– This award means a lot, says Færgestad. – I have known about the NIFRO award since my first semester at the university. It har been very motivating throughout my studies to know that the space industry values good assignments.

    Since 2013, the prize has been awarded annually by Andøya Space Education and the Norwegian Industrial Forum for Space Activities (NIFRO). In addition to honor and glory, the price is 20,000 NOK.

    – Andøya Space is largely responsible for me deciding to pursue a career in space, the award winner announces. She is currently writing a PhD within the same topic. – In high school, I got to participate in the European Space Camp at Andøya. It really opened my eyes to all of the possibilities that exists. I am grateful that there are so many initiatives to involve young people in the Norwegian space sector.

    The jury consisted of:

    • Jøran Grande, Andøya Space Education
    • Grunde Joheim, Kongsberg Defense & Aerospace
    • Vendela Paxal, Professor II at NTNU

    The Jury’s full justification (translated from Norwegian):

    Space debris is a growing threat to current and future low-Earth spacecraft. There will be a need to meet this threat in order to ensure future exploration of space. Here, protective shields can be a significant contributor.

    Experimental shocks at extreme speed are expensive and can only be performed in a few laboratories globally. This makes numerical simulations a key tool in developing and designing protective shields.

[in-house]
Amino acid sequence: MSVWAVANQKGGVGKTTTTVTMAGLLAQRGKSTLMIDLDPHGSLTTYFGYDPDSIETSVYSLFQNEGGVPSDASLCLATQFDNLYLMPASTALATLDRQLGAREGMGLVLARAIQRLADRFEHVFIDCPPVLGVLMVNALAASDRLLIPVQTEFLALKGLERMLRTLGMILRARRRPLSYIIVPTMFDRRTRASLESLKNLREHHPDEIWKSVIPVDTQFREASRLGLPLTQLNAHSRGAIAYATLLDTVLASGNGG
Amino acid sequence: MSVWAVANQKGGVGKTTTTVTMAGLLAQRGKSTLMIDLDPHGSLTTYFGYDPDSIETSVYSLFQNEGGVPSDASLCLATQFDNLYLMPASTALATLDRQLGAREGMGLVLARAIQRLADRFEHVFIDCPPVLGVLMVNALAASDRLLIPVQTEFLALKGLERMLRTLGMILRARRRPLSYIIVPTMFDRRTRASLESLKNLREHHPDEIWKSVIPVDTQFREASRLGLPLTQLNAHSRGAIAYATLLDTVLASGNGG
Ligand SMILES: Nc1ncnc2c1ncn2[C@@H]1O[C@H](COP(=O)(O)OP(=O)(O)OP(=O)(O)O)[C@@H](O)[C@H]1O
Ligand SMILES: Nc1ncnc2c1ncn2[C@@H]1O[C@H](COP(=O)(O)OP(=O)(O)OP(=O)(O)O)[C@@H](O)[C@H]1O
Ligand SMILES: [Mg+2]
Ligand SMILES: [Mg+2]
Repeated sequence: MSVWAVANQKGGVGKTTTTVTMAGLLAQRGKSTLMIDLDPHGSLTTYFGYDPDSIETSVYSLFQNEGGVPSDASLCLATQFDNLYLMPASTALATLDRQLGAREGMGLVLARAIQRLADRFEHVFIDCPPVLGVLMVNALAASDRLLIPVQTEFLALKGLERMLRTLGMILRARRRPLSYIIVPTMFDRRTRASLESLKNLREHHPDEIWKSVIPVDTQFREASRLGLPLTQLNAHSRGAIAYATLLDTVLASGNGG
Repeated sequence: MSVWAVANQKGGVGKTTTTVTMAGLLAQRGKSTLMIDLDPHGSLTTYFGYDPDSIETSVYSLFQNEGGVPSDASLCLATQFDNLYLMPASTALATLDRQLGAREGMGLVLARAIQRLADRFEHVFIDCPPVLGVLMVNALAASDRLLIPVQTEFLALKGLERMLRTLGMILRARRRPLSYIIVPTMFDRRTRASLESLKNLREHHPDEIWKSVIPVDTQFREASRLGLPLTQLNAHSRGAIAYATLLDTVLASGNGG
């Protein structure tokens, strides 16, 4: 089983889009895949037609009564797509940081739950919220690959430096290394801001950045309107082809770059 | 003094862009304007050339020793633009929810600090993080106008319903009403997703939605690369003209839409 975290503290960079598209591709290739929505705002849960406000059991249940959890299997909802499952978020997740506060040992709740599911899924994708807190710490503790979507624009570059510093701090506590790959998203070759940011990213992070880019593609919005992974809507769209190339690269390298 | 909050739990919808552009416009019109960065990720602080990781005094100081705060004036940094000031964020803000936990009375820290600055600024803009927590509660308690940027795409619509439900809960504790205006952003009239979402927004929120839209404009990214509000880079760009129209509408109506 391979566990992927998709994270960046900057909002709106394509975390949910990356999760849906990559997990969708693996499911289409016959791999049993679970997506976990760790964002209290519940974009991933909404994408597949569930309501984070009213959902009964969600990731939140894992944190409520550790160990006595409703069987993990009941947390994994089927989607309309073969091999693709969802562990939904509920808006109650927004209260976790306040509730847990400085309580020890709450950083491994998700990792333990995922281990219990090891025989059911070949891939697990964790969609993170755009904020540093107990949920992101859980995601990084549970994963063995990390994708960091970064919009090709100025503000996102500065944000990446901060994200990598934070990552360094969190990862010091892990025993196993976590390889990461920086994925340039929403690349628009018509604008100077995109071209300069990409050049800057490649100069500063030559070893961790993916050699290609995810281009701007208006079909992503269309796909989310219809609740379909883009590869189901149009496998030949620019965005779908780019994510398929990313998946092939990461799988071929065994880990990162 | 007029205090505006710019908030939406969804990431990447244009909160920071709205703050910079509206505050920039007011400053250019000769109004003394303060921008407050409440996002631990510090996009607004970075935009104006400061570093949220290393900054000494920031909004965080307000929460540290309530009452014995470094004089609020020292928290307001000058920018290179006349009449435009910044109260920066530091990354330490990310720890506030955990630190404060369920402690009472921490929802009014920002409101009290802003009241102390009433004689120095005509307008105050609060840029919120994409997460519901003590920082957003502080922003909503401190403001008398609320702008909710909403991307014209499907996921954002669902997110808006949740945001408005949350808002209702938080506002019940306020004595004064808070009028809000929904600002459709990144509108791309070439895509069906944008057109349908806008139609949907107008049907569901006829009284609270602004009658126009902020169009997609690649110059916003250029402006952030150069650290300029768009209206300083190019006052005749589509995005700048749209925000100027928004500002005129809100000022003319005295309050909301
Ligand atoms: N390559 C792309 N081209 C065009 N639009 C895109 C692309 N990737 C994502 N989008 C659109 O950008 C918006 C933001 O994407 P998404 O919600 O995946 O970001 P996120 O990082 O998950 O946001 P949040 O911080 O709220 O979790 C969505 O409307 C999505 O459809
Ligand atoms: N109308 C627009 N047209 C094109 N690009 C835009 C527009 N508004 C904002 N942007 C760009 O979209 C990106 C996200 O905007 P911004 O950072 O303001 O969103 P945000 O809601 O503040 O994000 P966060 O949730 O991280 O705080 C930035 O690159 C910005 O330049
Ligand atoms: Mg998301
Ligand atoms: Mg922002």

The recent year’s increasing focus on sustainability also for space actors, gives a greater joint responsibility to ensure that collisions with space debris do not cause critical damage to spacecraft, and that any collision create as few new fragments as possible.

    This year’s winner of the NIFRO award presents a valuable approach to modelling collisions, to ensure that both Norwegian and international spacecrafts can withstand potential collisions and contribute to a sustainable future in low earth orbit.

    The candidate has worked on a complex task with mathematical modelling, simulation and processing of results. The thesis requires the candidate to be able to translate physical knowledge into models and comparisons of experimental data. The issues are discussed at a very advanced level.

    More information

    Read more about the NIFRO award and the nomination process.

  • Lift-off for Endurance

    The NASA suborbital research rocket Endurance lifted off from the Andøya Space launch site at Ny-Ålesund, Svalbard, on Wednesday May 11th, 2022.